27 reasons to be thankful?

The Center for American Progress cluttered up my mailbox today with the following thanks. With this, I include a point by point response:

  • We’re thankful President Obama is thinking long and hard about committing more troops and money to Afghanistan.

    Unfortunately, it is now pretty clear that Obama has stopped thinking and will now send 34,000 more troops to Afghanistan on a futile mission that makes the United States less safe and costs us money that we simply don’t have.

  • We’re thankful President Bush feels liberated now.

    President Bush is a war criminal and should be in prison. The relative peace in Iraq now is the consequence of ethnic cleansing. It is an understatement to say that there were over one million “excess” deaths among civilians following the invasion of Iraq.

  • We’re (not) thankful Dick Cheney has elected to move from his undisclosed location to the media spotlight.

    As obnoxious as Cheney is, he isn’t the real problem. I just got through reading Richard J. Bernstein’s The Abuse of Evil. Bernstein rightly condemns the good-evil dichotomy that blinds public policy and urges us to take a more nuanced view of those whom we label “terrorists.” That’s good as far as it goes, but the trouble is that we have no compelling answer for these absolutists in our own government who not only hijack foreign policy but health care reform and threaten to take the presidency in 2012.

  • We’re thankful Al Franken has gone from playing self-help guru Stuart Smalley on Saturday Night Live to helping rape victims receive justice from their employers.

    This was magnificent:

    But we have a problem with corporate influence in politics that is far from limited to binding arbitration for criminal acts. It turns out that it isn’t centrist Democrats, conservative Democrats, or Republicans who object to auditing the Federal Reserve, but liberal Democrats. The Obama administration rushed to bail out banks, but when it comes to people who are out of work, the economic stimulus was bogus and now it seems there are “limits to what government can and should do even during such difficult times.” Obama promises a forum on job creation, but the message should not be lost that workers are far less important than banks.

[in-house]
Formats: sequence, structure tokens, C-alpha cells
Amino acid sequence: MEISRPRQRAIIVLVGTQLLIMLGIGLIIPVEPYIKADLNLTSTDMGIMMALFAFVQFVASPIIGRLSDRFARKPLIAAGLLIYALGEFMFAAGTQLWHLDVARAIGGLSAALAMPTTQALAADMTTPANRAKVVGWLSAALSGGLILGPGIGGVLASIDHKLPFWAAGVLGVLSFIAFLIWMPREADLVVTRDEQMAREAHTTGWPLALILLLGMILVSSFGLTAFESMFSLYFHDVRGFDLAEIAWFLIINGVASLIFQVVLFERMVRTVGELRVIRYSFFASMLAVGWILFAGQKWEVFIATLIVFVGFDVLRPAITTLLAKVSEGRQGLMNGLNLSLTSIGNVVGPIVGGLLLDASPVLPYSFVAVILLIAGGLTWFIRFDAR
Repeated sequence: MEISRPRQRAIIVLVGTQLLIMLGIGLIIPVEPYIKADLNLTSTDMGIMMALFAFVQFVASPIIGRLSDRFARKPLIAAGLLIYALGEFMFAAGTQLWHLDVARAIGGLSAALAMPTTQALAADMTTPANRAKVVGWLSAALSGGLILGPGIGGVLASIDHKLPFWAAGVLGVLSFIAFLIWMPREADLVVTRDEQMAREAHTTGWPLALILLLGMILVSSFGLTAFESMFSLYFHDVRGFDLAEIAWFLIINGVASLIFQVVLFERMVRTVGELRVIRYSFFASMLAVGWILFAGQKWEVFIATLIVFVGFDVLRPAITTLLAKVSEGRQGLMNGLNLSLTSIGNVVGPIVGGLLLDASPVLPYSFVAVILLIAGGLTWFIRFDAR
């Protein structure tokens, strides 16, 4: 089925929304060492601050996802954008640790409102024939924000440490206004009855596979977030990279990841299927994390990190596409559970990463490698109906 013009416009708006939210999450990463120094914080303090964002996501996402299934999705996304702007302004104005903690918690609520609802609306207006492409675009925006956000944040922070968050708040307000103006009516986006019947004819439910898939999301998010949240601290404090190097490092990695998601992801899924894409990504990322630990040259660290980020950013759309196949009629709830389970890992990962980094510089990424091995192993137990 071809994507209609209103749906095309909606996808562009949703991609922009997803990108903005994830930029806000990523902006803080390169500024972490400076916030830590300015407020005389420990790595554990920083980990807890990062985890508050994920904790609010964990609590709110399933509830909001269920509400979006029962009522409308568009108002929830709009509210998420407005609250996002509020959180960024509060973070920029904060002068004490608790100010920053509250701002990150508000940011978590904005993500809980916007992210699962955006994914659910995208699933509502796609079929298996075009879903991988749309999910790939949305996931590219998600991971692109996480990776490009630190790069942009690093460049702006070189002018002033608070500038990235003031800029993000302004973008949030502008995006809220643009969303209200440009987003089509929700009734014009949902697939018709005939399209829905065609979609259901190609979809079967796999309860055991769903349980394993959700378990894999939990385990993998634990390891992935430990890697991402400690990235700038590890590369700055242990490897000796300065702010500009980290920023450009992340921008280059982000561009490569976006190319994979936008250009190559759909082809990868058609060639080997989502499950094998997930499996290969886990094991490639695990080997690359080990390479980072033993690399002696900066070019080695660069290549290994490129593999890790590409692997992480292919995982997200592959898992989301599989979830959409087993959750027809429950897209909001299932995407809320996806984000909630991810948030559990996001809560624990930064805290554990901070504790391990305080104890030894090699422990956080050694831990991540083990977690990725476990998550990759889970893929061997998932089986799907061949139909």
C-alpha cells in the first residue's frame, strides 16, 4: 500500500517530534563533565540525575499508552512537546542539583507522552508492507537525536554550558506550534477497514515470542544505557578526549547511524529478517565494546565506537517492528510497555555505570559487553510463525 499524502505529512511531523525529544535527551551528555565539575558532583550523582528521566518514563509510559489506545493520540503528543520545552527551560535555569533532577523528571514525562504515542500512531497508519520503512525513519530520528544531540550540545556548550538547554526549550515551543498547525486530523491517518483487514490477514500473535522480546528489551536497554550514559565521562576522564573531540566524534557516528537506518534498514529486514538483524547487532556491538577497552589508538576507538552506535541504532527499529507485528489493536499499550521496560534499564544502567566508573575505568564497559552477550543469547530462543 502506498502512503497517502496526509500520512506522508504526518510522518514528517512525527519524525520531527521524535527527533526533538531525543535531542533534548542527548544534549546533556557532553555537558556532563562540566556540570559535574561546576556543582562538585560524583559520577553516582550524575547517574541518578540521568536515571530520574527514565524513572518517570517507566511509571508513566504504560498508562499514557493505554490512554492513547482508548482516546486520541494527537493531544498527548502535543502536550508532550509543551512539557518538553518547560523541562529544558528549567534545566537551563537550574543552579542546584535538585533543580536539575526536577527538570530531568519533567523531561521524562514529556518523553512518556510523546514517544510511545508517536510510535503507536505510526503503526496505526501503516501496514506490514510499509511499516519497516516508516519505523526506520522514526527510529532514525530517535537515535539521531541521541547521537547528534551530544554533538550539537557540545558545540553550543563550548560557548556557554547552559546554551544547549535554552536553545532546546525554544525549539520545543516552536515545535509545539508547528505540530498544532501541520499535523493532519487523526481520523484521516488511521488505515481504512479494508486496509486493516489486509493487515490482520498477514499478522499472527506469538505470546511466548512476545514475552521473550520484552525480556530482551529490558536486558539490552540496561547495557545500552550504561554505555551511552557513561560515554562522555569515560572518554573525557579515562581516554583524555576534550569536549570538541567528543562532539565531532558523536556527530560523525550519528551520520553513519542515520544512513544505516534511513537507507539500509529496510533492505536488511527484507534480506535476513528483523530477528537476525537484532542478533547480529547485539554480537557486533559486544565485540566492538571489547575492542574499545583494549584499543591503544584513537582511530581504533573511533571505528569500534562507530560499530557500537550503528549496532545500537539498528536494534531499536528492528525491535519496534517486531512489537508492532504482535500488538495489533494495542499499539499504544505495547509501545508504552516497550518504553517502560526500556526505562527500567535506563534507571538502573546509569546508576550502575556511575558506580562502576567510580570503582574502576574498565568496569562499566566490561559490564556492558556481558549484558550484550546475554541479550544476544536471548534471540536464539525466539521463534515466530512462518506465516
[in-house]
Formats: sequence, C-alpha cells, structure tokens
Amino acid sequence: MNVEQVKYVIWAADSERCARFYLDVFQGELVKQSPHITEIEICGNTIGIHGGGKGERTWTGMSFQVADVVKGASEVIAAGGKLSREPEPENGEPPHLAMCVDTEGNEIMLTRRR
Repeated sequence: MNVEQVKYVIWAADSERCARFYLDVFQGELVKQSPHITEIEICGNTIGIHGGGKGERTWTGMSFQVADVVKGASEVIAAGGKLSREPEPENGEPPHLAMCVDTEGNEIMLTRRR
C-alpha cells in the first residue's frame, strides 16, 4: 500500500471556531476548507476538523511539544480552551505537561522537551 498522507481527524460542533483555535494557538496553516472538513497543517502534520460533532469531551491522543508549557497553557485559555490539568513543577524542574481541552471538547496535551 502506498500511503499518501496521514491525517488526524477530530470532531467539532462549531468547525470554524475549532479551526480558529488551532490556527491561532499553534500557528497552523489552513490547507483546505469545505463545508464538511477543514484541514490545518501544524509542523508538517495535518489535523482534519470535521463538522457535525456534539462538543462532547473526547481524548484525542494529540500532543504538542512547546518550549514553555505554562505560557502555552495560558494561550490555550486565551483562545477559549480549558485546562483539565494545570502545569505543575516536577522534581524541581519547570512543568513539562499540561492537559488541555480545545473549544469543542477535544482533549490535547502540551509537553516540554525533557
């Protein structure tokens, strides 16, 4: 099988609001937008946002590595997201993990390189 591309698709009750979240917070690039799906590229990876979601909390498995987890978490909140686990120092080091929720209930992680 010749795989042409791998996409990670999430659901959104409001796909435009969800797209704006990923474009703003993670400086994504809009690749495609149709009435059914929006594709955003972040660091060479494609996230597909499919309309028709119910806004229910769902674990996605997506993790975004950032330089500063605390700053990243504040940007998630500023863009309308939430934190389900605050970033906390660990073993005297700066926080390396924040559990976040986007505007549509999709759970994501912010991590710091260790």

• We’re thankful for the healing power of beer.

  • Yeah, and I’m drinking a lot more of it lately. Unemployment sucks.

  • We’re thankful there are some on the right who think Glenn Beck is “incoherent,” “mindless,” “erratic,” “bizarre,” and “harmful to the conservative movement.”

    Why? Those few on the right who think the Republican Party has been hijacked by wackos are far outnumbered by the wackos themselves, who think Sarah Palin sounds like them.

  • We’re thankful for long hikes on the Appalachian Trail.

    To be thankful for Republican South Carolina Governor Mark Sanford’s hypocrisy in an extramarital affair is itself sheer hypocrisy. The only reason for celebrating this is the embarrassment it causes Republicans, which is presumably a political advantage for Democrats.

  • This fails to address the fact that “family values” hypocrisy retains a considerable appeal among voters. It simply isn’t enough for progressives to smirk about self-righteous idiots campaigning against sex. But that seems to be all we ever do about it.

  • We’re thankful Michael Steele understands that he can’t “do policy” and that no one has any reason to trust his “words or actions.”

    Steele attracts particular wrath because as an African-American he appears to betray his race in his role with the Republican Party. But how about Barack Obama’s waffling on the arrest of Henry Louis Gates, Jr., or his repudiation of his former pastor, the Reverend Jeremiah Wright? But I guess it is okay for African-Americans to betray their race as long as they’re Democrats.

  • We’re (not) thankful for “birthers,” “deathers,” “tenthers,” or “tea baggers.”

    But what are you doing about it? Writing for Salon.com, Michael Lind has explained how Republicans have “owned [populism] since Nixon.” With all your influence, I don’t see you challenging the others who seem to have bought and paid for a president who ran on a promise of “hope” and of “change.”

  • We’re (not) thankful conservatives believe they love America so much that they can root for our President to fail and for our nation to lose out on hosting the Olympics.